I've always liked this picture of Mom with my brother John.  This was taken at his wedding in October, 1999.  Mom is 71 in this picture and she looks so good!  And believe it or not, her hair is not dyed... that was her natural color. 
Mom is 11 in this picture and I love the whole picture.  Her shiny dress with her shiny saxophone and her shiny tap shoes.  Yes...tap shoes!  She would play the sax, sing and tap dance.  And she did it on the radio too.  I always thought that was funny - tap dancing on the radio! 

This is on her wedding day - November 28, 1946.  My sister Barb and my niece Jenny wore this dress on their wedding day too.  I wonder now what she thought seeing her daughter and her niece get married in her dress.  I wish I would have asked her.  She looks happy and it's the same smile I remember growing up that was always such a comfort. 

Sunday, July 10, 2011

At Last, (and not the Etta James song)

it's been a long time since the blog has been updated, way too long aand i'm sorry about that.
i don't know where to start, (probably reading the last couple posts would have been good, but it's been so long that even i can't remember where it's at)
so, lets start in April, that's when things really started happening.
by now, everyone knows that jackie retired from anthem the 15th of april, (after almost 40 years on the job)
what most people don't know is that the last week, in and around all the fair well, and good luck parties, we got some bad news.
while the chemo was working on all the spots, and dots, and engaged lymph nodes, even clearing several, and giving jackie much clearer breathing and such,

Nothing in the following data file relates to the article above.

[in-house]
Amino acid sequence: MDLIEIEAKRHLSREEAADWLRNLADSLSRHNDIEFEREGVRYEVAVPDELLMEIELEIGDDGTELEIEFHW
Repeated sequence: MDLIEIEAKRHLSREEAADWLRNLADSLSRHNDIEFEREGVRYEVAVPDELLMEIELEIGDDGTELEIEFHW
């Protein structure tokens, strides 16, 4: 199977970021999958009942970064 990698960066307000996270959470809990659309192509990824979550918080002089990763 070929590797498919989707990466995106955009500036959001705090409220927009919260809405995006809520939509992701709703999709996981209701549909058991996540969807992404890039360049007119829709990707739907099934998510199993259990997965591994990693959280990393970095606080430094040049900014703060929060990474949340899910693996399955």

a new spot was found in a scan on her liver.
with additional looking and scanning, it was determined that there was a new spot of cancer that was growing there, even while everything else was shrinking.
her chemo changed that week, and she went to a new treatment that now is a weekly dose of a different chemo.
(she is adapting well, and her new curly hair is still hanging on and acting however it chooses to)
we are not at a point in time where the doctor is ready for another round of scans, but jackie's mood, and drive, and all those other indications of well being are just fine.
on the regular side of life, several weeks ago, we went to St. Pete, in Florida to celebrate Chris and Sara's wedding.
it was a fantastic trip, did us both a lot of good, and we even got to see some homeless guy from the beach play the music at the wedding.
(no, wait... that was no 'homeless' guy, that should have said 'jobless' guy, me!)
the day after we returned i started a new job, (real job, no contracting), with Catholic Health Partners and so far, my badge is still working to open the doors every morning. (it appears that we DO need 'stinking badges')
other high points since the last posting are:
- there is now a new back door on the bodmo' house! (ok, it's big news to us)
- i turned 58 last week
- this week we had a very successful, and very fun MS fundraiser at 'Cheers to art' in maderia.

for upcoming news:
- gretchen and brian are getting married in Julaugust
- jackie and i both have 40th high school reunions this summer. (this makes me feel older then the whole 'turning 58' thing)
so, in the coming days/weeks/months, i think that our newly retired, and queen of free time, jackie, will be updating the blog, with occasional guess visits from me!

again,
sorry for such a dry spell, but hey if i can't neglect my bloggly duties, what can i do!
namaste,
dab